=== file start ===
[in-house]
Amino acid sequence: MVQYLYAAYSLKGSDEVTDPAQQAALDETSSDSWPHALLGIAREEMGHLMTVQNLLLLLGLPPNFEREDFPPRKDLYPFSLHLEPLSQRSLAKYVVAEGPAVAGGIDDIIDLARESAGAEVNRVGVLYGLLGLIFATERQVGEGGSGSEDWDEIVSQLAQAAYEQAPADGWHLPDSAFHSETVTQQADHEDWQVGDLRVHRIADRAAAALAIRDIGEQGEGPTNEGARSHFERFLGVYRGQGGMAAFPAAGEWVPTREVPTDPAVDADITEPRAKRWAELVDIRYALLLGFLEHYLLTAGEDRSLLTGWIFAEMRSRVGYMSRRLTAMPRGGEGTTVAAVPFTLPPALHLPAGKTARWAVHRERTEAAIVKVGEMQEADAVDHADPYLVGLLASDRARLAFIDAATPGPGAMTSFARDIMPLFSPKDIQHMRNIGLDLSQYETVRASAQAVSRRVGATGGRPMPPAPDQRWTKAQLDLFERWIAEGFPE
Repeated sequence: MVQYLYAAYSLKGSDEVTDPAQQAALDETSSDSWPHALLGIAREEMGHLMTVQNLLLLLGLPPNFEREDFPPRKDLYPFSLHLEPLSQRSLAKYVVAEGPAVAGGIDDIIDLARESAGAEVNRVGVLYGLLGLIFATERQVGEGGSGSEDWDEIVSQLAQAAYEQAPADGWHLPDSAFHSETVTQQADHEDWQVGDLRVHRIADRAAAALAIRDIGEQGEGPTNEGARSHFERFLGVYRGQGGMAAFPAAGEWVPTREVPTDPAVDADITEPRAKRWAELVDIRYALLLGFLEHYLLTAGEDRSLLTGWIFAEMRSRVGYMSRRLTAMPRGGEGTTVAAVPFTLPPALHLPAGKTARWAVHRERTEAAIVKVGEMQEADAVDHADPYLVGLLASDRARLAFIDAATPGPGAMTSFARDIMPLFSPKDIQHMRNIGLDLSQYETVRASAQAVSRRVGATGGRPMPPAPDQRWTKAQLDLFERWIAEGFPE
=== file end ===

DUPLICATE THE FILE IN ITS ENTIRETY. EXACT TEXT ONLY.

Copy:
[in-house]
Amino acid sequence: MVQYLYAAYSLKGSDEVTDPAQQAALDETSSDSWPHALLGIAREEMGHLMTVQNLLLLLGLPPNFEREDFPPRKDLYPFSLHLEPLSQRSLAKYVVAEGPAVAGGIDDIIDLARESAGAEVNRVGVLYGLLGLIFATERQVGEGGSGSEDWDEIVSQLAQAAYEQAPADGWHLPDSAFHSETVTQQADHEDWQVGDLRVHRIADRAAAALAIRDIGEQGEGPTNEGARSHFERFLGVYRGQGGMAAFPAAGEWVPTREVPTDPAVDADITEPRAKRWAELVDIRYALLLGFLEHYLLTAGEDRSLLTGWIFAEMRSRVGYMSRRLTAMPRGGEGTTVAAVPFTLPPALHLPAGKTARWAVHRERTEAAIVKVGEMQEADAVDHADPYLVGLLASDRARLAFIDAATPGPGAMTSFARDIMPLFSPKDIQHMRNIGLDLSQYETVRASAQAVSRRVGATGGRPMPPAPDQRWTKAQLDLFERWIAEGFPE
Repeated sequence: MVQYLYAAYSLKGSDEVTDPAQQAALDETSSDSWPHALLGIAREEMGHLMTVQNLLLLLGLPPNFEREDFPPRKDLYPFSLHLEPLSQRSLAKYVVAEGPAVAGGIDDIIDLARESAGAEVNRVGVLYGLLGLIFATERQVGEGGSGSEDWDEIVSQLAQAAYEQAPADGWHLPDSAFHSETVTQQADHEDWQVGDLRVHRIADRAAAALAIRDIGEQGEGPTNEGARSHFERFLGVYRGQGGMAAFPAAGEWVPTREVPTDPAVDADITEPRAKRWAELVDIRYALLLGFLEHYLLTAGEDRSLLTGWIFAEMRSRVGYMSRRLTAMPRGGEGTTVAAVPFTLPPALHLPAGKTARWAVHRERTEAAIVKVGEMQEADAVDHADPYLVGLLASDRARLAFIDAATPGPGAMTSFARDIMPLFSPKDIQHMRNIGLDLSQYETVRASAQAVSRRVGATGGRPMPPAPDQRWTKAQLDLFERWIAEGFPE